Fragments of endangered coral rescued

| 26/10/2020 | 8 Comments
Cayman Eco Divers and DoE researchers investigate Stony Coral Tissue Loss Disease (Photo courtesy of the DoE)

(CNS): Researchers at the Department of Environment are hopeful that pieces of endangered pillar coral rescued from areas of reef infected with Stony Coral Tissue Loss Disease (SCTLD) in the North Sound can be saved. During the rescue mission last week in a heavily infected area by Rum Point, around ten pieces of this rare, threatened, and highly susceptible coral, which the DoE called “Fragments of Hope”, were removed in an effort to at least save some of the colony.

“Interestingly, the researchers were also able to see eggs inside the skeletal structure of several removed fragments,” the DoE posted on social media about the effort by their own researchers and Eco-Divers Reef Foundation to try to save at least some of the pillar coral (Dendrogyra cylindrus).

“This indicated that although the colonies were weak and dying from fighting against a virulent disease, they were still able to produce eggs and prepare for the upcoming spawning event later in the month,” the DoE said.

The department has closed off dozens of dive sites across the North Sound in an effort to curb the spread of SCTLD after this mysterious but lethal coral threat was discovered locally this summer.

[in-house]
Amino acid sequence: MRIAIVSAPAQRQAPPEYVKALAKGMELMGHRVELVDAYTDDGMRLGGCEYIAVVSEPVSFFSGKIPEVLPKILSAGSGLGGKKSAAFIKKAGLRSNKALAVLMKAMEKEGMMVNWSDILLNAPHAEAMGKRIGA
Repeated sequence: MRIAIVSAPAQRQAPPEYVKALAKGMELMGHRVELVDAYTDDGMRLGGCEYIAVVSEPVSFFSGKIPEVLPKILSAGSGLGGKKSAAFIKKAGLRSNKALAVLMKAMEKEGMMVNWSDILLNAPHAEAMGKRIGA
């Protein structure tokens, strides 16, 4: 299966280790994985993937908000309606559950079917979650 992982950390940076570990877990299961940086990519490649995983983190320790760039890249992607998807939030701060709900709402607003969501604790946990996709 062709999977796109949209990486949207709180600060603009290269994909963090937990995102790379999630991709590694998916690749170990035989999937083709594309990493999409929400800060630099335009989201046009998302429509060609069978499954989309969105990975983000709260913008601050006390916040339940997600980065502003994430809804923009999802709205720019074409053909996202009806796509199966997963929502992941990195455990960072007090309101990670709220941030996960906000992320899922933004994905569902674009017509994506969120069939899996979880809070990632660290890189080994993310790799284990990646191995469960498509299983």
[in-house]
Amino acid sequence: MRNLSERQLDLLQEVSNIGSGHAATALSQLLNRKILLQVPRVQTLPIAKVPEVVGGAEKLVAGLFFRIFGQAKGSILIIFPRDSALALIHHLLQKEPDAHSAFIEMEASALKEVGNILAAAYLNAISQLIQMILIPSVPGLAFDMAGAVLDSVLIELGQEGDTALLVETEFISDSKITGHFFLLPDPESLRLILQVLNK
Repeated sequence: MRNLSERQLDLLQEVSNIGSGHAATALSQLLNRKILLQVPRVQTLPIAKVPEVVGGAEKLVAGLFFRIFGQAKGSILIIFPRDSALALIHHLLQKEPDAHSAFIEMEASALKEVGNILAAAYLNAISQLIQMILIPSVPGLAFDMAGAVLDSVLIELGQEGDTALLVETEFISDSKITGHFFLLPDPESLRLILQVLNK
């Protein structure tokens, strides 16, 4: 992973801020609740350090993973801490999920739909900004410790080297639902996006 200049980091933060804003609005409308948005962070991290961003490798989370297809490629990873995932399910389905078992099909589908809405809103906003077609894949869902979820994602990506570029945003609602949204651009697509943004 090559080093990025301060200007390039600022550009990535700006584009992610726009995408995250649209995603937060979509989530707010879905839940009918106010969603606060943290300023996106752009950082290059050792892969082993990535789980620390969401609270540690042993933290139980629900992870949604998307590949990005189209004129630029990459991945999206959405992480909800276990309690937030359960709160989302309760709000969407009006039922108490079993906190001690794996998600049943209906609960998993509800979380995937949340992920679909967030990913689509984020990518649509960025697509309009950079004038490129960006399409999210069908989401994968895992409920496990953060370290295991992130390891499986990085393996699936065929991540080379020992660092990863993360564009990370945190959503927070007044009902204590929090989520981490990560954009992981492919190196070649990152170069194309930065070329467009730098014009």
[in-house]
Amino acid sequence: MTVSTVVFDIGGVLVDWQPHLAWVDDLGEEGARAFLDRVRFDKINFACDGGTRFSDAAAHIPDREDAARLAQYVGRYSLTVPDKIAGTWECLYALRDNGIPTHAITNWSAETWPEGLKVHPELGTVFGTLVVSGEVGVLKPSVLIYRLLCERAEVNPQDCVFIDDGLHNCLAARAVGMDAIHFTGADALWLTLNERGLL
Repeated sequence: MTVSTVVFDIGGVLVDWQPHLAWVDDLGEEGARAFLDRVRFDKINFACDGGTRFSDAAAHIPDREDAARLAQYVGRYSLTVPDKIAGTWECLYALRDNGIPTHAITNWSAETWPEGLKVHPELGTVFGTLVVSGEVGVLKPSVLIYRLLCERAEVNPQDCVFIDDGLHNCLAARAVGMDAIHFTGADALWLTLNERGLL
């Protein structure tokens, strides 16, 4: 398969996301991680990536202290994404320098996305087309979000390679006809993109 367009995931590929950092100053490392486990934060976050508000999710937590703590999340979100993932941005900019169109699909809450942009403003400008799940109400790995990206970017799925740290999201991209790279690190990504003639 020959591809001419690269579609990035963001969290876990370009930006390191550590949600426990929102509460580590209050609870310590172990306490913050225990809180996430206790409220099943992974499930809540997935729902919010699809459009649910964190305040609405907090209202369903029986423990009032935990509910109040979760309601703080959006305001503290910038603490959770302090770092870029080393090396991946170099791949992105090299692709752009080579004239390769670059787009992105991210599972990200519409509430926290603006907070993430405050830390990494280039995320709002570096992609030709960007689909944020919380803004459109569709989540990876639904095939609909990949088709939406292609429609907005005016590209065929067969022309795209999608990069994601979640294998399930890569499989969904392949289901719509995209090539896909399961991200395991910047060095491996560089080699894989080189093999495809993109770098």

Researchers are now engaged in a variety of efforts to stop the spread while treating areas already struck by the disease.


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Category: Marine Environment, Science & Nature

Comments (8)

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  1. Anonymous says:

    What’s the incubation period of coral covid? How do they know they’re not moving asymptomatic coral to healthy reef and spreading the disease?

  2. Anonymous says:

    I’m starting to see slugs in my neighbourhood. Are these new to Cayman, should I be reporting these to DoE? I have not seen them previously.

    • Anonymous says:

      Slugs have always been here. They just don’t like dry weather. Although we do have a few two legged ones here too.

  3. Anonymous says:

    Leave shit alone!

    • Anonymous says:

      They are fixing it. What’s your deal?

      • Anonymous says:

        Nature is completely capable of fixing herself and the spread of this disease is inevitable, as it’s part of a natural cycle.

        These are the same folks that were running around hunting for every lionfish that was reported because they thought they could stop the invasion.

        They claim to love nature, but they cant accept the fact that it’s comprised of just as much death and destruction as it is of birth and life. I repeat, leave shit alone, stand back and watch nature thrive, dwindle and evolve- as it’s been doing for much longer than we can remember.

  4. Concerned says:

    Destruction of mangroves and the land creation development going on at rum point with material barged in from the Brac may be causing this.

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